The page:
Secrets China Is Stealing From Us

These are the secrets China stole from us all!

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Since the early 2000s, China have stolen a mind boggling $600 billion of American trade secrets every single year. That’s a whopping $12 trillion over the last 20 years and they’ve got spies everywhere from tech firms to the military. Let’s find out what secrets the Chinese government have been stealing from us.

China's J-20 Stealth Fighter

In 2007, a Chinese cyber espionage unit called the Technical Reconnaissance Bureau stole heaps of incredibly sensitive U.S. aircraft data before passing that information on to the Aviation Industry Corporation of China. And those weren’t any old aircraft parts. China scooped precious intel on the F-22 Raptor and F-35 Lightning II stealth fighter jets, which have the absolute apex of stealth technology to avoid enemy detection.

F-22 Raptor and F-35 Lightning II

Fast forward to 2016 and China unveiled their own stealth fighter, the Chengdu J-20. Sounds familiar? It’s not a carbon copy and the J-20 is slightly narrower and longer than the F35, and has much greater range, internal fuel capacity, and internal weapons capabilities.

J-20

We don’t know exactly how much of the stolen F-35 technology made it into the J-20. At a guess, the sensor fusion and network integration, which are the onboard computer systems that enable aircraft parts to communicate with each other, aren’t as advanced as the American aircraft.

That’s because those took the most time, money, and effort for the U.S. to develop. So, what came of the hackers anyway? For the most part, not a lot. But in 2016, Chinese national Su Bin admitted to his part in a years long espionage program stealing military technical data.

He got 46 months in prison for telling Chinese hackers which files to steal and the significance of the stolen information. However, just under four years in prison for jeopardizing prized national security information seems a little lenient.

Stealth Ship

At a convention in Abu Dhabi in 2017, China unveiled models for their latest naval vessel, and it bears a striking resemblance to American littoral combat ships. Just like with the J-20, the Chinese copycat ship isn’t an exact replica. The U.S. frigate is 417 feet long, however the Chinese ship is fifty feet longer, with a larger crew capacity and much, much heavier artillery.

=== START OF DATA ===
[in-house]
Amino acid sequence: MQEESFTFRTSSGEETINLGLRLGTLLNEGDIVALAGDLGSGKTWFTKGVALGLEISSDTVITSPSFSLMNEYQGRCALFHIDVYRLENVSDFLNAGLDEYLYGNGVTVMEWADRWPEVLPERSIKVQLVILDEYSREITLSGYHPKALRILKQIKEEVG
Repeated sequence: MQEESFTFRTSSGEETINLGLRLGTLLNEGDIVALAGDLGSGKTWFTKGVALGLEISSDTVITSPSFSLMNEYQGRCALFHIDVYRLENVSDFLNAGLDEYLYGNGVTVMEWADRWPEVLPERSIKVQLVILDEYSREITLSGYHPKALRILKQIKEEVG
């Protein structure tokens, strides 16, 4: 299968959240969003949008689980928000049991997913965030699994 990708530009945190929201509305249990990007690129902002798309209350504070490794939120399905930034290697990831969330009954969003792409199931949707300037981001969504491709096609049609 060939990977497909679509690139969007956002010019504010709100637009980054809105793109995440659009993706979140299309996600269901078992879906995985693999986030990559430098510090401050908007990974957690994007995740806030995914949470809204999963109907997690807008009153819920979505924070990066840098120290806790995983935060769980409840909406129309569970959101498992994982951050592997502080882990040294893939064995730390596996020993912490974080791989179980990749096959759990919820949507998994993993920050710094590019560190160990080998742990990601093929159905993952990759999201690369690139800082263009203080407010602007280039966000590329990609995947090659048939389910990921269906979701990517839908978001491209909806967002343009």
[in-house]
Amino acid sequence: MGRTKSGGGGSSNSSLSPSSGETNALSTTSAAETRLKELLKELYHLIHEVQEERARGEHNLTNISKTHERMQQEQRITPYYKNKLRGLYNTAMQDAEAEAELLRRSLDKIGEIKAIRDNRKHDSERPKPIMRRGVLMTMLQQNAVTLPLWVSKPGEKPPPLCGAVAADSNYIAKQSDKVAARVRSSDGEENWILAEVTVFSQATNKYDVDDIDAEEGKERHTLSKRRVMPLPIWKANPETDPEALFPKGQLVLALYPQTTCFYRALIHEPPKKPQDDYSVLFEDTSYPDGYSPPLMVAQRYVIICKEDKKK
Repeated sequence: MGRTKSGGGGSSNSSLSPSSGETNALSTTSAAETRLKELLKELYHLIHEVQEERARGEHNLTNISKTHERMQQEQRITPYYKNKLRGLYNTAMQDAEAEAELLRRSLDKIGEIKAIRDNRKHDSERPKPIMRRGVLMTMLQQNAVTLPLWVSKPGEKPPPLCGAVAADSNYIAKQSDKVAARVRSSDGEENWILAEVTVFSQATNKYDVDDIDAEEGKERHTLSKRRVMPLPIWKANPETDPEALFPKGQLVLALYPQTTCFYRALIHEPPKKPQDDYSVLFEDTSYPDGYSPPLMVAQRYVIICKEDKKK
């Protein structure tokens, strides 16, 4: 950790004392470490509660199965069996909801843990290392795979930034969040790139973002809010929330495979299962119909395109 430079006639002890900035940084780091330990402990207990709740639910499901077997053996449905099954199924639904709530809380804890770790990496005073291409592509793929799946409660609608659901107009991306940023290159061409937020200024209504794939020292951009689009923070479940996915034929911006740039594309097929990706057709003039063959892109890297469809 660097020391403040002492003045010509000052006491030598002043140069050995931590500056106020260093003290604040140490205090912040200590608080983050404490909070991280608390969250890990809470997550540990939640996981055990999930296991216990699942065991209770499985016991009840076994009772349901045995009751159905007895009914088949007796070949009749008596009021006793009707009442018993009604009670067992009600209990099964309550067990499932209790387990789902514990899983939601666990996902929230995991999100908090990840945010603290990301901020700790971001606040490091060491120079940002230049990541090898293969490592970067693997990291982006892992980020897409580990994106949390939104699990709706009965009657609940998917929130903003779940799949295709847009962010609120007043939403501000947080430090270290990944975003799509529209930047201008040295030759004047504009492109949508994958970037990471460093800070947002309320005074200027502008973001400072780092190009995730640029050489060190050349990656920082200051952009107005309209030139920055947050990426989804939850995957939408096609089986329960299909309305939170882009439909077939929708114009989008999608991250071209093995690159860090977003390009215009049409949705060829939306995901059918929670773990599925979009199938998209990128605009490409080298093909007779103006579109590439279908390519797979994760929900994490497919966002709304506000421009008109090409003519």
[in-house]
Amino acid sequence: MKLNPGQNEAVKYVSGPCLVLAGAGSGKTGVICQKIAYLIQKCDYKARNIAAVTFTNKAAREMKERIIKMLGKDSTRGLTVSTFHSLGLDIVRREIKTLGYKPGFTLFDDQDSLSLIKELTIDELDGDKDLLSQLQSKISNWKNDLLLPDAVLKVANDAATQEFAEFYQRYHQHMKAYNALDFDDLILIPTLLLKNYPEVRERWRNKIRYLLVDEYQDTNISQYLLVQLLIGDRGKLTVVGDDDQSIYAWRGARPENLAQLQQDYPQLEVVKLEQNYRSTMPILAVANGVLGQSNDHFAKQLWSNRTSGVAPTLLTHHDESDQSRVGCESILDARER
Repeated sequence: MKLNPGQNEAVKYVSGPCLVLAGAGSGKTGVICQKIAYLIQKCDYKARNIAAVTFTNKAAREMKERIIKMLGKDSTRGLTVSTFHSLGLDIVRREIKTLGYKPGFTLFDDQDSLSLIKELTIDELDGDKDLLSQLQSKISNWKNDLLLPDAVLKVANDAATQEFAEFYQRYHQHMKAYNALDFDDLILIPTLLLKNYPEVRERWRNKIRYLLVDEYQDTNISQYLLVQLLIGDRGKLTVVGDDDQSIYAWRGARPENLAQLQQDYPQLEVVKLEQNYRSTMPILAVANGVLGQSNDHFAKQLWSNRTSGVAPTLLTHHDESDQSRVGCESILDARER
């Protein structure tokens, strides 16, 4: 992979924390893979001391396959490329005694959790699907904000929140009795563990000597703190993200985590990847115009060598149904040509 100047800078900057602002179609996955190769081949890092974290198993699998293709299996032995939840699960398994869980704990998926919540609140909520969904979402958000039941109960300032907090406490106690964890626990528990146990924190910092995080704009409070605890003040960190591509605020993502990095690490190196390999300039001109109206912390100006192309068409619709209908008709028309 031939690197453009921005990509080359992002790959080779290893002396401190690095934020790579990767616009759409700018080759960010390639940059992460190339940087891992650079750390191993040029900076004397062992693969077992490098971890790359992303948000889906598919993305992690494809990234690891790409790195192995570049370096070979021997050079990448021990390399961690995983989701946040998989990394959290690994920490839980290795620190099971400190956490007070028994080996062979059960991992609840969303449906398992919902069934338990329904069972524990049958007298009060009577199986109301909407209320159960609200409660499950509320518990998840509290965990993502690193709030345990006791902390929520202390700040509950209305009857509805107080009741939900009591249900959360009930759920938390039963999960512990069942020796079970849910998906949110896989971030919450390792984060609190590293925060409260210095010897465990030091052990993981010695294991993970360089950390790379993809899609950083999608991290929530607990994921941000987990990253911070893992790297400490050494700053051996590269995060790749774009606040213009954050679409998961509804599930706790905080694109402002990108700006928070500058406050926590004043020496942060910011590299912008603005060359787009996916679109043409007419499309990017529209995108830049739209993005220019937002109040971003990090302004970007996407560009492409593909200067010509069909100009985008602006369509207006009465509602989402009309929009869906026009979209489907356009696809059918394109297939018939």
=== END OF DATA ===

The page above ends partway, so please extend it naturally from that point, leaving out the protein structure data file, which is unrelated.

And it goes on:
But all that extra baggage comes at the expense of speed, with a max of just 35 knots, or 40 miles per hour, opposed to the littoral ship’s 46 miles per hour. Both ships feature the same trimaran design, with the hull split into three separate parts for better stability in stormy seas.

American littoral combat ship and Chinese copycat
American littoral combat ship and Chinese copycat

What made that really surprising, though, was that China had already started producing a similar frigate design, albeit with a monohull, the Type 054A Jiangkai II. So, why suddenly switch? Well, that’s not really clear. It could be that the wider platform provided by the new tri-hull design allows for side by side aircraft hangars.

PLANS Huanggang

That might suggest China’s new, long-term military strategy is to employ more manned and unmanned aircraft. Or maybe they’re just trying to better understand the enemy by copying their arsenal. Whatever the reason, it seems like China are trying to close the gap on the U.S.’s military advantage. We might still be winning the race for now, but for how long, who knows?

Leaked Nuclear Weapon Secrets

In a redacted report released to the public in 1999, US Representative Christopher Cox accused China of using illicit tactics to access information on nuclear weapons. In his report, Cox claimed that China had acquired massive amounts of classified information in a long term spying campaign over the prior twenty years.

China’s Intercontinental Ballistic Missiles, or ICBMs, had been seriously lacking compared to American missiles. However, by 1992, China had conducted successful tests on missiles which used modern thermonuclear designs. Those designs shrunk hydrogen bombs down so that many can fit atop a single missile and be fired from trucks and other mobile platforms.

Dongfeng 5B head China Intercontinental Ballistic Missile

How China achieved that level of technological advancement, which took the United States decades, millions of dollars, and rigorous testing, is a mystery. So the question is, China just stole it? Well, maybe not. China responded to the report calling it racist and claiming the intel they’d acquired on nuclear weapons was readily available public information.

It seems unlikely that one could walk into the local library and learn how to build a nuclear warhead, but that’s not to say it isn’t true. And considering no one has ever been formally accused of stealing the information, it’s hard to tell who’s lying. Also, America’s track record of accusing political enemies about weapons of mass destruction in the late 90s and early 2000s hasn’t exactly aged well.